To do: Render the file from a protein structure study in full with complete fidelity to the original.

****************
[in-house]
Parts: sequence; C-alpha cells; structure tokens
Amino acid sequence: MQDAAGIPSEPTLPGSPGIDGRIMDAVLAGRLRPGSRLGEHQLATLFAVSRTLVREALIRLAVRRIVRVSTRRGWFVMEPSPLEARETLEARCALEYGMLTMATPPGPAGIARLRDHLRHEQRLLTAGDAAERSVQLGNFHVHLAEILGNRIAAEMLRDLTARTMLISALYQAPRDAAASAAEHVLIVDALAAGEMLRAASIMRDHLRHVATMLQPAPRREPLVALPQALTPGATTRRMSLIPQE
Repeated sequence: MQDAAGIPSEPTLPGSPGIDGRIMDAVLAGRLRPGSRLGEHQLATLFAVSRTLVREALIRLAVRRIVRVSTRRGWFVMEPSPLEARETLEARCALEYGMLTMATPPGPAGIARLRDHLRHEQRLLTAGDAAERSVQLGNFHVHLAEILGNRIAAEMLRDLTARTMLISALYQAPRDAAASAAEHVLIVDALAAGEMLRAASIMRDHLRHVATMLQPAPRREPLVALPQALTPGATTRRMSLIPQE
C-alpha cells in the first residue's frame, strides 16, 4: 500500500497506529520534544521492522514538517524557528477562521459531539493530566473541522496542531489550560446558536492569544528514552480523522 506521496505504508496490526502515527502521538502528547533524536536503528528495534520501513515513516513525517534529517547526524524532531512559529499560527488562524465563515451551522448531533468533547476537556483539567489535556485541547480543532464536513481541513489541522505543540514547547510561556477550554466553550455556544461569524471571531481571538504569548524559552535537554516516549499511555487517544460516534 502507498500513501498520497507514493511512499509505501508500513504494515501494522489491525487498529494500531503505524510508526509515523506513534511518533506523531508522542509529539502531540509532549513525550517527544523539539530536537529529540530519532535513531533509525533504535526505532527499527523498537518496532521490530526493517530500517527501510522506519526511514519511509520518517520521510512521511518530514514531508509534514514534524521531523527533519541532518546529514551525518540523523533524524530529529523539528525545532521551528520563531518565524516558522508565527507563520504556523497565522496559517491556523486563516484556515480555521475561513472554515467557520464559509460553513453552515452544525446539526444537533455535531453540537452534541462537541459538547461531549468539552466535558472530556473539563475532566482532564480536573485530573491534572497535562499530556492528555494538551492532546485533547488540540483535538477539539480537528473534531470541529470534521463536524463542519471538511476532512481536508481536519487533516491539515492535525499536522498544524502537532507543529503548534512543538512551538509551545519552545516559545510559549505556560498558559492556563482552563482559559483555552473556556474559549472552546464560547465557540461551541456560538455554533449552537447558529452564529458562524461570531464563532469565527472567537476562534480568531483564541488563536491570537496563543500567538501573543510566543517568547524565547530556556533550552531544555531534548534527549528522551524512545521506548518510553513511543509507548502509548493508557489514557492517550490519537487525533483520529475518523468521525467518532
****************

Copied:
[in-house]
Parts: sequence; C-alpha cells; structure tokens
Amino acid sequence: MQDAAGIPSEPTLPGSPGIDGRIMDAVLAGRLRPGSRLGEHQLATLFAVSRTLVREALIRLAVRRIVRVSTRRGWFVMEPSPLEARETLEARCALEYGMLTMATPPGPAGIARLRDHLRHEQRLLTAGDAAERSVQLGNFHVHLAEILGNRIAAEMLRDLTARTMLISALYQAPRDAAASAAEHVLIVDALAAGEMLRAASIMRDHLRHVATMLQPAPRREPLVALPQALTPGATTRRMSLIPQE
Repeated sequence: MQDAAGIPSEPTLPGSPGIDGRIMDAVLAGRLRPGSRLGEHQLATLFAVSRTLVREALIRLAVRRIVRVSTRRGWFVMEPSPLEARETLEARCALEYGMLTMATPPGPAGIARLRDHLRHEQRLLTAGDAAERSVQLGNFHVHLAEILGNRIAAEMLRDLTARTMLISALYQAPRDAAASAAEHVLIVDALAAGEMLRAASIMRDHLRHVATMLQPAPRREPLVALPQALTPGATTRRMSLIPQE
C-alpha cells in the first residue's frame, strides 16, 4: 500500500497506529520534544521492522514538517524557528477562521459531539493530566473541522496542531489550560446558536492569544528514552480523522 506521496505504508496490526502515527502521538502528547533524536536503528528495534520501513515513516513525517534529517547526524524532531512559529499560527488562524465563515451551522448531533468533547476537556483539567489535556485541547480543532464536513481541513489541522505543540514547547510561556477550554466553550455556544461569524471571531481571538504569548524559552535537554516516549499511555487517544460516534 502507498500513501498520497507514493511512499509505501508500513504494515501494522489491525487498529494500531503505524510508526509515523506513534511518533506523531508522542509529539502531540509532549513525550517527544523539539530536537529529540530519532535513531533509525533504535526505532527499527523498537518496532521490530526493517530500517527501510522506519526511514519511509520518517520521510512521511518530514514531508509534514514534524521531523527533519541532518546529514551525518540523523533524524530529529523539528525545532521551528520563531518565524516558522508565527507563520504556523497565522496559517491556523486563516484556515480555521475561513472554515467557520464559509460553513453552515452544525446539526444537533455535531453540537452534541462537541459538547461531549468539552466535558472530556473539563475532566482532564480536573485530573491534572497535562499530556492528555494538551492532546485533547488540540483535538477539539480537528473534531470541529470534521463536524463542519471538511476532512481536508481536519487533516491539515492535525499536522498544524502537532507543529503548534512543538512551538509551545519552545516559545510559549505556560498558559492556563482552563482559559483555552473556556474559549472552546464560547465557540461551541456560538455554533449552537447558529452564529458562524461570531464563532469565527472567537476562534480568531483564541488563536491570537496563543500567538501573543510566543517568547524565547530556556533550552531544555531534548534527549528522551524512545521506548518510553513511543509507548502509548493508557489514557492517550490519537487525533483520529475518523468521525467518532